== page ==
Hong Kong marks 28 years since bloody Tiananmen crackdown

Nick Mcbride
June 6, 2017

After almost 40 years of martial law imposed by the Nationalists on Taiwan, the island in the late 1980s began its own transition to democracy, holding direct presidential elections since 1996.

In another statement, the Society of the Department of Government and Public Administration at CUHK said the June 4 vigils do not present any obstructions to Hong Kong in seeking its own destiny.

[Source] Finally, coming almost full circle, the 450-milliliter bottle of baijiu, a fiery Chinese clear liquor, was carried to Hong Kong, a semiautonomous city that is part of China, by Andrew To, a local democracy advocate. Mr. "There is something we should stick to it, otherwise we will regret someday".

But it's openly discussed in Hong Kong, a special Chinese region with much autonomy. It will be displayed at a Hong Kong museum dedicated to chronicling the bloodshed, just days before the city marks the anniversary with a candlelight vigil. The newspaper interviewed young people born after 1989 asking why they - unlike some of their peers - chose to attend the Victoria Park event that student leaders have criticised as being too "ceremonial".

"Every year we remember".

William Nee, China researcher for Amnesty International, called on the Beijing government to come to grips with the crackdown and end the retaliation against anyone who dares mention the subject.

Alvin Yeung Ngok-kiu, leader of the liberal Civic Party and a lawmaker, questioned whether boycotting the June 4th commemoration could help Hong Kong's democratic development.

A woman walks past a statue of Goddess of Democracy at Hong Kong's Victoria Park, Sunday, June 4, 2017.

The march, which usually attracts tens of thousands, is expected to still go ahead but democracy activists say that it's an attempt to crush dissent ahead of a potential visit by Chinese President Xi Jinping, his first to Hong Kong as Chinese leader.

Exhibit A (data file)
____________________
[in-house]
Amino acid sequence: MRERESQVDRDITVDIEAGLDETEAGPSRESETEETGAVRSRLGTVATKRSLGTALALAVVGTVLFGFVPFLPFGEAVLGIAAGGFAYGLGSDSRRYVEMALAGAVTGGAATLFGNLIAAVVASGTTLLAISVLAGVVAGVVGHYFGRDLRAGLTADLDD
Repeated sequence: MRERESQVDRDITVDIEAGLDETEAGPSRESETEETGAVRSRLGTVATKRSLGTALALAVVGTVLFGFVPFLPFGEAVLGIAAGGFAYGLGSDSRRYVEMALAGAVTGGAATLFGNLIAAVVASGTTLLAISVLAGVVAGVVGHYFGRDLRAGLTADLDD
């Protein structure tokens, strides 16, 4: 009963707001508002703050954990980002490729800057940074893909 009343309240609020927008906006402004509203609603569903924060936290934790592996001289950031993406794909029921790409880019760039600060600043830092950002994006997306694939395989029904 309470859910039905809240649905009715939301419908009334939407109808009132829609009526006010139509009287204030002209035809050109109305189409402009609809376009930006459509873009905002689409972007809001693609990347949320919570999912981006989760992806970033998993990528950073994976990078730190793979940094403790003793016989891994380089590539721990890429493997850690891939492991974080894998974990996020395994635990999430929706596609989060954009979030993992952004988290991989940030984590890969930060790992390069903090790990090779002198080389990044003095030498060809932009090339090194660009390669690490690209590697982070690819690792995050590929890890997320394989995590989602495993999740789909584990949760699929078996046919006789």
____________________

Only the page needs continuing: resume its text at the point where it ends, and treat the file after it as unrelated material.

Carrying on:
An annual survey by the University of Hong Kong's Public Opinion Program found this year that 46 percent of the respondents believe that the Beijing students did the right thing in 1989, while 22 percent believe that they did the wrong thing.

Freedom, democracy, human rights and the rule of law are universal values and common ways of life cherished by people around the world, Mainland Affairs Council Deputy Minister Chiu Chui-cheng (邱垂正) said.

It remained quiet in Beijing during the weekend, although security was beefed up on subways and streets. Bluegogo did not respond to phone and email requests for comment. Estimations range from several hundred to several thousand.

"The students who died still haven't got what they deserve".

"While President Xi Jinping preaches openness on the world stage, his government buries the truth about the Tiananmen Massacre through silence, denial and persecution of those who mark the occasion", said Sophie Richardson, China director at Human Rights Watch.

The CUHK student union said it will no longer organize or take part in any June 4-related events, noting that the Tiananmen incident no longer holds significance for members of the young generation. "The reputation of the innocent victims killed will be rehabilitated, and justice and peace will be restored in this great land of China, so that we can bring solace to our deceased loved ones!"

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